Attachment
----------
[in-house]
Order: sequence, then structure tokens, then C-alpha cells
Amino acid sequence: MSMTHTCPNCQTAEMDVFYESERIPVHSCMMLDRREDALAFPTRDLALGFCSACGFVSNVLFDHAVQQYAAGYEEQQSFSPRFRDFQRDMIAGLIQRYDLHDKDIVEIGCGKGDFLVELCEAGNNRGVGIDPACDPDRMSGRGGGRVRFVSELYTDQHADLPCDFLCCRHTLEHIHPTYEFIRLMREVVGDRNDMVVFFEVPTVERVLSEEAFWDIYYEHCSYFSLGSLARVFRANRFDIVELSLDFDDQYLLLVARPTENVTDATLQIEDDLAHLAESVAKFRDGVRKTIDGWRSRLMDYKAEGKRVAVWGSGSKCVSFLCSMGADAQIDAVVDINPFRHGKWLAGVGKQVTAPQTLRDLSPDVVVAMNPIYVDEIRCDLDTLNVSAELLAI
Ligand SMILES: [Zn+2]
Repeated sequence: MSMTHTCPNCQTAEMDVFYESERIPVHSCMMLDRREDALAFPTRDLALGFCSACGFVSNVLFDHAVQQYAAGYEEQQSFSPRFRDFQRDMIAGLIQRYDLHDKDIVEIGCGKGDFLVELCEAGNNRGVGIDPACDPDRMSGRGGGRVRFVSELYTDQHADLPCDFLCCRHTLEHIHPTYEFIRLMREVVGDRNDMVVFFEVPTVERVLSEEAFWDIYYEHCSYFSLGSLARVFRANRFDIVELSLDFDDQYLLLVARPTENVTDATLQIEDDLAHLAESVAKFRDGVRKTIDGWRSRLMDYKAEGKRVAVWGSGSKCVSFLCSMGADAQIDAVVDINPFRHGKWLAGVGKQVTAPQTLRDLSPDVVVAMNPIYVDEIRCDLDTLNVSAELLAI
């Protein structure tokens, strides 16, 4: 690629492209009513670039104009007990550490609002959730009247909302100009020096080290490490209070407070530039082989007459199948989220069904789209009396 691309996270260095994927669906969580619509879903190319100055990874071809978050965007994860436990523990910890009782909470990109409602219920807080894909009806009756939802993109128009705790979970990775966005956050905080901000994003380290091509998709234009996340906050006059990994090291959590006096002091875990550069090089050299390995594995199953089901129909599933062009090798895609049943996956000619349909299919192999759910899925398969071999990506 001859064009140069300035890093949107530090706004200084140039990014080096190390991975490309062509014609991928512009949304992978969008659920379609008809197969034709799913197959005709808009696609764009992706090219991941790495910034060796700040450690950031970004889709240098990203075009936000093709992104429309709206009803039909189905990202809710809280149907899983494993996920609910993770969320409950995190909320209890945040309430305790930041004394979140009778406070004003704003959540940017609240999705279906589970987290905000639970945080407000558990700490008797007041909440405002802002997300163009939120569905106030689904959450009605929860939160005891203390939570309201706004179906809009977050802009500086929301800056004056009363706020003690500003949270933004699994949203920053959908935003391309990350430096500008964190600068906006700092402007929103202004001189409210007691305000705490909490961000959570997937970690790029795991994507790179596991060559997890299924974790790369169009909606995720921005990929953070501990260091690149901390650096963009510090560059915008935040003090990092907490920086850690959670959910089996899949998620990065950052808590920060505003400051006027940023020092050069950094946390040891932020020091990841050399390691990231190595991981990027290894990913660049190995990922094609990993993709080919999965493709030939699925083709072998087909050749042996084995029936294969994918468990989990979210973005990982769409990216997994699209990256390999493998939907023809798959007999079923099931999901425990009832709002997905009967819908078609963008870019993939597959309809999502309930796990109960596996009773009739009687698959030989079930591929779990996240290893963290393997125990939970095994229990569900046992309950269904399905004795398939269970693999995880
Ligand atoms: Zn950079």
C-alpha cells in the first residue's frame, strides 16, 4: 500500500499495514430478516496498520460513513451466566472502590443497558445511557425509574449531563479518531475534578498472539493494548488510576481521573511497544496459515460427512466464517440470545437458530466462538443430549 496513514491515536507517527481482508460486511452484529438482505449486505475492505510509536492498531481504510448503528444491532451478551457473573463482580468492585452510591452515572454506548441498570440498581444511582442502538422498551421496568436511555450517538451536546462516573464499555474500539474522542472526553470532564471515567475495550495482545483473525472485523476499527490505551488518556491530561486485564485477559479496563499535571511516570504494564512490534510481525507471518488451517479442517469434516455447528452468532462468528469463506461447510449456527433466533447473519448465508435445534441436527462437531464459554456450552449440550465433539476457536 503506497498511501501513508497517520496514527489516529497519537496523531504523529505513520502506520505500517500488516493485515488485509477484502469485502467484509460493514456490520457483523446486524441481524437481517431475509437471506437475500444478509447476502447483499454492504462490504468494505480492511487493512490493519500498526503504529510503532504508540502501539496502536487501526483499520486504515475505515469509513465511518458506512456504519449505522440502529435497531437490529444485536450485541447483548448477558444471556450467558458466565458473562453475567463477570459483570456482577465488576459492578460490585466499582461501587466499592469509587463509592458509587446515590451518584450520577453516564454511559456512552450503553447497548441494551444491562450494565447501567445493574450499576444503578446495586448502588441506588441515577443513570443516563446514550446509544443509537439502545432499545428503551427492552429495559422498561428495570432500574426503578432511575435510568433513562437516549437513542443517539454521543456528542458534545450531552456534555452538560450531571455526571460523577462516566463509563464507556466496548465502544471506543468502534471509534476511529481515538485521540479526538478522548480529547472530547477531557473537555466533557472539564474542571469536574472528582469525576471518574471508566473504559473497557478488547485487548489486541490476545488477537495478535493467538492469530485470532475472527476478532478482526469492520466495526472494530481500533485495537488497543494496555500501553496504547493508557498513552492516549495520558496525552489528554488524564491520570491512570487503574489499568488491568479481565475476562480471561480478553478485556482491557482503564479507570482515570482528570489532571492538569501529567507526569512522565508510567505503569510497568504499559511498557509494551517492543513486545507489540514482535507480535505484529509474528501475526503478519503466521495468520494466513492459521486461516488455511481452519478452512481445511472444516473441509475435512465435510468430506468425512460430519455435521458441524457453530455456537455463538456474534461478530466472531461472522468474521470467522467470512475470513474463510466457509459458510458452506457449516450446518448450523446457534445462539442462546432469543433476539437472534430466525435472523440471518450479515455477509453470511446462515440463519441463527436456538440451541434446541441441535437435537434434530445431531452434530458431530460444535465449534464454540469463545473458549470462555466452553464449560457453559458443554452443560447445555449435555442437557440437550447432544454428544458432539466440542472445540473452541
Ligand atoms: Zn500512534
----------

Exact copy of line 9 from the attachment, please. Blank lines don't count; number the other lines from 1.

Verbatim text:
Ligand atoms: Zn500512534